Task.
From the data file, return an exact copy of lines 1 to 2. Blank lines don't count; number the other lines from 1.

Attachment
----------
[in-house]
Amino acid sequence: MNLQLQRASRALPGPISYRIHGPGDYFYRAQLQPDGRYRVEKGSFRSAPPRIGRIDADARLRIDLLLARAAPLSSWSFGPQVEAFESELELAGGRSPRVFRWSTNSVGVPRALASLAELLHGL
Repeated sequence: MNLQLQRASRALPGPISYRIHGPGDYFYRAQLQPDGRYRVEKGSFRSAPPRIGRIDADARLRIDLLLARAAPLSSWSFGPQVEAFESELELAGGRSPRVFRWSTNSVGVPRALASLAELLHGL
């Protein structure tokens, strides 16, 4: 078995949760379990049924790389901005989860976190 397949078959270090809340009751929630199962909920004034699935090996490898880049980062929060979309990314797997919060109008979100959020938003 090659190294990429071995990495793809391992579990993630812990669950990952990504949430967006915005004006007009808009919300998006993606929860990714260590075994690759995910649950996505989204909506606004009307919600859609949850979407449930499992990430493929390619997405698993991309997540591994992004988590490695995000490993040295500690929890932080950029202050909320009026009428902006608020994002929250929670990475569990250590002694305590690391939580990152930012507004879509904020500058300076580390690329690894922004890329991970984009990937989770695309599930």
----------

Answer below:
[in-house]
Amino acid sequence: MNLQLQRASRALPGPISYRIHGPGDYFYRAQLQPDGRYRVEKGSFRSAPPRIGRIDADARLRIDLLLARAAPLSSWSFGPQVEAFESELELAGGRSPRVFRWSTNSVGVPRALASLAELLHGL